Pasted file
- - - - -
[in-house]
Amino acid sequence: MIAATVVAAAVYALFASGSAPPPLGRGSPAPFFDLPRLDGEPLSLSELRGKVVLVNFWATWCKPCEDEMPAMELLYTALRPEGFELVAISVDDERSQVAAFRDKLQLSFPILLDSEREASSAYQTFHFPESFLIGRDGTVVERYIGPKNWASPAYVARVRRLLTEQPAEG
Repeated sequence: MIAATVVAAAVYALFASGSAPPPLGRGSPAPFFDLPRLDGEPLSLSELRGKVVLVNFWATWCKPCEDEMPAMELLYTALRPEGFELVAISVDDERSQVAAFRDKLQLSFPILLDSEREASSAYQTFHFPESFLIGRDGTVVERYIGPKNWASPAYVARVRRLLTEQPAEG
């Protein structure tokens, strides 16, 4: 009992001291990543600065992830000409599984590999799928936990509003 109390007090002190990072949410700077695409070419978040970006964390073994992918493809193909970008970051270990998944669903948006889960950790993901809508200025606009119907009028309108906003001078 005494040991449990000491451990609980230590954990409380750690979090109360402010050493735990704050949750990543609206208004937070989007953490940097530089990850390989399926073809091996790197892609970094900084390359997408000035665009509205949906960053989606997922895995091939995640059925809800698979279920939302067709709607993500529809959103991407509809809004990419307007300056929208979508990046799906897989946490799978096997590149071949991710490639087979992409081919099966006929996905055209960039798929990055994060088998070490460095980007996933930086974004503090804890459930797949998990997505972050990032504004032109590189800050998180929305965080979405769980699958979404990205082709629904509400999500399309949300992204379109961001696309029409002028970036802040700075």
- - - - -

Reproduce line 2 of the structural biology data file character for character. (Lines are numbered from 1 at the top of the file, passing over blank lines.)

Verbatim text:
Amino acid sequence: MIAATVVAAAVYALFASGSAPPPLGRGSPAPFFDLPRLDGEPLSLSELRGKVVLVNFWATWCKPCEDEMPAMELLYTALRPEGFELVAISVDDERSQVAAFRDKLQLSFPILLDSEREASSAYQTFHFPESFLIGRDGTVVERYIGPKNWASPAYVARVRRLLTEQPAEG